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Justice News

Department of Justice
U.S. Attorney’s Office
District of Hawaii

Wednesday, July 18, 2018

Hawaii Woman Sentenced To Prison For Stealing Over $1 Million From A Molokai Credit Union

HONOLULU – Janell Purdy, 40, a resident of Wailuku, Hawaii, was sentenced today to 50 months’ imprisonment for her role in conspiring to embezzle from the First Hawaiian Homes Federal Credit Union on Molokai. As part of her sentence, Purdy must also pay $949,736.36 in restitution and serve 3 years of supervised release. Purdy’s co-conspirator, Allennie Naeole, 55, of Kaunakakai, Hawaii, previously pled guilty to conspiracy and aggravated identity theft, and was sentenced on June 13, 2018 to 7 years’ imprisonment, 3 years of supervised release, and payment of $1,055,188.12 in restitution.

According to court documents and information presented in court, from June 2008 through December 2015, Naeole and Purdy agreed to embezzle more than $1 million from the First Hawaiian Homes Federal Credit Union (the “Credit Union”). Throughout the conspiracy, Purdy and Naeole were the only two permanent employees of the Credit Union and were responsible for all the daily banking activities, including maintaining the Credit Union’s books and records. Naeole ran the Credit Union while Purdy was the teller and customer service representative. Purdy and Naeole overdrafted accounts in violation of bank policies and issued unauthorized checks from the Credit Union’s financial accounts. They spent the money on personal expenses, including credit card payments, trips, car payments, mortgage payments, vacation property payments, and various bills. They concealed the embezzlement by creating fictitious deposit and loan entries in the Credit Union’s books and records.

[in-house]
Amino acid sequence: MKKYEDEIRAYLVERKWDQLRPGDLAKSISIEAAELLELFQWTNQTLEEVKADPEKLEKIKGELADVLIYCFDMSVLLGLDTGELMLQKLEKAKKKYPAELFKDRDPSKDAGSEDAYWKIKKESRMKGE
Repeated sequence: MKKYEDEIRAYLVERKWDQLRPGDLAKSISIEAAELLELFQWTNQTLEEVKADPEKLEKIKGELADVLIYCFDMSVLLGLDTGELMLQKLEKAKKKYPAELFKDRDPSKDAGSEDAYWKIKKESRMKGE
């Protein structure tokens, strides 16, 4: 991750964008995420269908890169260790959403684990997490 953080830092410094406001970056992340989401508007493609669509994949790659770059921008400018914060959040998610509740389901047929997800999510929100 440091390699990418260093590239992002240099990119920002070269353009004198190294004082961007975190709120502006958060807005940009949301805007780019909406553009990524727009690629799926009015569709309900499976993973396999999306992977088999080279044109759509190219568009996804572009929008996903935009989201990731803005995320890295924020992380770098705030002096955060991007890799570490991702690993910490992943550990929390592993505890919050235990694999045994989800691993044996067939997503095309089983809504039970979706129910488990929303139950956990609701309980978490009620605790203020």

To further conceal their conduct, Naeole created a fake email account to communicate with the National Credit Union Administration (NCUA). She also submitted a fictitious letter to an NCUA regulator forging a Bank of Hawaii branch manager’s signature and listing Credit Union investment assets at the Molokai branch of the Bank of Hawaii, even though she knew those assets did not exist. In December 2015, the scheme was uncovered by a regulator from the NCUA. As a result of the embezzlement, the Credit Union had become insolvent and was shut down. At the time of its dissolution, it had served the local community for over 75 years and had approximately 1,400 members. The loss and liquidation expenses related to Naeole and Purdy’s conduct exceeded $2 million.

At Purdy’s sentencing, U.S. District Court Judge Derrick K. Watson stated that the results of the conspiracy were “catastrophic.” He stated that Purdy did not seem to understand the root cause of her conduct in continuing “to march along in her spendthrift ways,” even after she knew she was under investigation and would be responsible for hundreds of thousands of dollars in losses. He also agreed with the government that Purdy’s motivation to steal appeared to be “greed.”

The case was investigated by the Federal Bureau of Investigation and the Treasury Department – Office of Investigations, and prosecuted by Assistant U.S. Attorney Rebecca A. Perlmutter.

Financial Fraud
Amalia Fenton
Updated July 18, 2018